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I have a sequence of functions $f_n:[0,1] \rightarrow \mathbb{R}^n$ such that $f_n$ is uniformly bounded, i.e. $\|f_n\|\leq M$ with $M$ independent of $n$.

Is it true that that the sequence $(f_n)$ converges pointwise to some function $f$, $\lim f_n(x)=f(x)$ for all $x \in [0,1]$ ?

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It is not true. For example, let the range just be $\mathbb{R}$, and take $f_n(x)=(-1)^n.$ This is a uniformly bounded sequence, but it does not converge pointwise. You can extend this to $\mathbb{R}^m$ in the obvious way.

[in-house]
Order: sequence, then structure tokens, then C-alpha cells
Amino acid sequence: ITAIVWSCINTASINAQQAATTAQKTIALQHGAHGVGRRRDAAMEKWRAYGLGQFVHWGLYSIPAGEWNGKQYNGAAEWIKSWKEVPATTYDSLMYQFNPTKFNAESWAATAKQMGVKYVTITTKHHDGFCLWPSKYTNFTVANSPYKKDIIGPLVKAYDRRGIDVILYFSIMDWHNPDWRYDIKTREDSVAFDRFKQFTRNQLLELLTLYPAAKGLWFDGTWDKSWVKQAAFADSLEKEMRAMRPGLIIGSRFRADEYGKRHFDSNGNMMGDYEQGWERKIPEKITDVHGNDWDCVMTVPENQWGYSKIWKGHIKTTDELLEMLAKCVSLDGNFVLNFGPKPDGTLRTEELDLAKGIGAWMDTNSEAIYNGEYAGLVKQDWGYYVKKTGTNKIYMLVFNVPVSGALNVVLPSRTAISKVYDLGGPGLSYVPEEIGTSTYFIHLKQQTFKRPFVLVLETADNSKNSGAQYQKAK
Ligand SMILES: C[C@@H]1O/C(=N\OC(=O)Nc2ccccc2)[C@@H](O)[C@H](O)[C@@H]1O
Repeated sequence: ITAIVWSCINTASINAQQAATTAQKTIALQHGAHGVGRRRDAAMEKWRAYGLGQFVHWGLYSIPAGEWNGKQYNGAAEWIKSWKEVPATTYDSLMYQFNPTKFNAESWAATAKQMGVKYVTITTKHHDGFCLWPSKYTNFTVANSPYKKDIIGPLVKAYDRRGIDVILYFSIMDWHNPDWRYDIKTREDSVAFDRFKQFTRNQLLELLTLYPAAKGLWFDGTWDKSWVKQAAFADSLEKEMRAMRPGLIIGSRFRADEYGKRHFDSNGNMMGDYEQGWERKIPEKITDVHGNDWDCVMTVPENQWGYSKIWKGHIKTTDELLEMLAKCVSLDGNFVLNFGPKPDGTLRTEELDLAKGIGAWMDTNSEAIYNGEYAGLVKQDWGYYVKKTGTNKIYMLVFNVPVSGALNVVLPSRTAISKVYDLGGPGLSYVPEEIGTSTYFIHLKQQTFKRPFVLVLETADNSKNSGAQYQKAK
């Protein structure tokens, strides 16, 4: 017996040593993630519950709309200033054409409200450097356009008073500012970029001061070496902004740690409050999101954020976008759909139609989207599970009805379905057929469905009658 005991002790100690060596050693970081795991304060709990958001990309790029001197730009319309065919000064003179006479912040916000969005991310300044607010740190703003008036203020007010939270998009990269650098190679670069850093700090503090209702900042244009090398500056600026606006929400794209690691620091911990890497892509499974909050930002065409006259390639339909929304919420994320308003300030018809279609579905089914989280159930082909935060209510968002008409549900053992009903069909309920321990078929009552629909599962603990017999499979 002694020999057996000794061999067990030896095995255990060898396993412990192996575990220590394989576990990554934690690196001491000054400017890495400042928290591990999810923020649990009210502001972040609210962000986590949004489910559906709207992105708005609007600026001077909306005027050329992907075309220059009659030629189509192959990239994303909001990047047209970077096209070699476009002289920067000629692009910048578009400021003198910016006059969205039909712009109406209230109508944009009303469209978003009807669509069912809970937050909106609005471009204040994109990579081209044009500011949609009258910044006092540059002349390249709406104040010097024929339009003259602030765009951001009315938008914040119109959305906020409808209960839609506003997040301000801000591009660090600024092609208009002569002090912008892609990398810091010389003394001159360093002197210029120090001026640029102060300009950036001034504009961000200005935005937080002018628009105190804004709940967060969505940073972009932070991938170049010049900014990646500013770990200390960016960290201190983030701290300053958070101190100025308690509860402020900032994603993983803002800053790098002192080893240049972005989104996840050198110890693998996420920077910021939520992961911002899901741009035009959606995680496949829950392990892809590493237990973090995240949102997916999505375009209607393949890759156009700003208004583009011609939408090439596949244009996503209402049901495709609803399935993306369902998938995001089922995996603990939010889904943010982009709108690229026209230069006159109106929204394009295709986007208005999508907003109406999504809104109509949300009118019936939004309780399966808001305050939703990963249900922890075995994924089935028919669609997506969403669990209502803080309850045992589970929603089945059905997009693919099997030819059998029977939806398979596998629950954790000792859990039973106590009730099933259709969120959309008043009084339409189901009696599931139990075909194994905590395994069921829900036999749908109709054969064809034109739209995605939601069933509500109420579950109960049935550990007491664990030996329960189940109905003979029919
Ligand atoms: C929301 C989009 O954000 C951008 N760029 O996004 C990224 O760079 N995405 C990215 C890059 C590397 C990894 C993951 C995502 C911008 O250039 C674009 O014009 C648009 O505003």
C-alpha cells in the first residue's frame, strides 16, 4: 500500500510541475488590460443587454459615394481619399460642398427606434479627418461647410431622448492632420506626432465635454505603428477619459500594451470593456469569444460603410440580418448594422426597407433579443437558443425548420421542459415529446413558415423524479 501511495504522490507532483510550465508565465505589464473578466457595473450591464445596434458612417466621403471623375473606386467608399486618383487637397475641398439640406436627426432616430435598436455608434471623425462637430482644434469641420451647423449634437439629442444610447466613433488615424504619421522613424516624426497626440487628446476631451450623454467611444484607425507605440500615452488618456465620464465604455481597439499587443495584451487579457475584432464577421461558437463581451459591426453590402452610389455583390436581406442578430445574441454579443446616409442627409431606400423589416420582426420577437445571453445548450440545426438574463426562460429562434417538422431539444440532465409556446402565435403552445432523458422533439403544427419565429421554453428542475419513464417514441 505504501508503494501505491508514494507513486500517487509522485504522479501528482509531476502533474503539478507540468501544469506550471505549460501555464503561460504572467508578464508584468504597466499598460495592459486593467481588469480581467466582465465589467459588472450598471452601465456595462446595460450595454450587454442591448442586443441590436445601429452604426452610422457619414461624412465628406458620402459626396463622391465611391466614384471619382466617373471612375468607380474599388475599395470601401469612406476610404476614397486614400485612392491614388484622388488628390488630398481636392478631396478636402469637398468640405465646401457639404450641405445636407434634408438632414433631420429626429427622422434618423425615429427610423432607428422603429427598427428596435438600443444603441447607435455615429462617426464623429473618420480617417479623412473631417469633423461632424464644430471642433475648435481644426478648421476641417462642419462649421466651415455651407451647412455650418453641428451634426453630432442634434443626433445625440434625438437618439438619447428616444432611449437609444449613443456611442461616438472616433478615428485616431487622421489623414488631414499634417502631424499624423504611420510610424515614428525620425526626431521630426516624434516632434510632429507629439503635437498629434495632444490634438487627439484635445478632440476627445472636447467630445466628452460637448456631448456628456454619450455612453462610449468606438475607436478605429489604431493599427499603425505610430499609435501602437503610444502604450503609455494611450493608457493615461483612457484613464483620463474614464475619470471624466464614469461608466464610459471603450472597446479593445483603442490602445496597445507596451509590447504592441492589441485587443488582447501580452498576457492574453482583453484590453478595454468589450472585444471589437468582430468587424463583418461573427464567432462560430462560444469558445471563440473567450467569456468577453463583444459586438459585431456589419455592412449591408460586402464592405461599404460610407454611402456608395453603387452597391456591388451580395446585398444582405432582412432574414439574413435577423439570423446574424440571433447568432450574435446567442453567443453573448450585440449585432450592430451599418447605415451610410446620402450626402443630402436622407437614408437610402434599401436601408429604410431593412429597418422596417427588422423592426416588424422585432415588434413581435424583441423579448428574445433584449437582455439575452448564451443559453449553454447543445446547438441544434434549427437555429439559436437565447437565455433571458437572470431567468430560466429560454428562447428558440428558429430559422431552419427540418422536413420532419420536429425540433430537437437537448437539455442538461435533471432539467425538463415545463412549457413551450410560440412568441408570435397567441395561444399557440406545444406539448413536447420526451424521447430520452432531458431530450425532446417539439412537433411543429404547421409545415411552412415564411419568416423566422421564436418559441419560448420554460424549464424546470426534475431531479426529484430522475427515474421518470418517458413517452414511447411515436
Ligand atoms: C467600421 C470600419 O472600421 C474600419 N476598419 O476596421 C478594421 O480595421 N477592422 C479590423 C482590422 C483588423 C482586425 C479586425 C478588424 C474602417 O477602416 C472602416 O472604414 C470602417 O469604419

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If you want that no subsequence converges, you might define $f_n(x)=a_n$ where $x=a_0.a_1 a_2 a_3\dots$ is the decimal expansion (with the usual restrictions that renders the expansion unique). Pick your favourite subsequence $(f_{n_k})_{k\geq 1}$. Then we consider $x=a_0.a_1\dots$ such that $a_{n_k}=1+(-1)^k$ and $a_j=0$ otherwise. then we have $f_{n_k}(x)=1+(-1)^k$ which does not converge.

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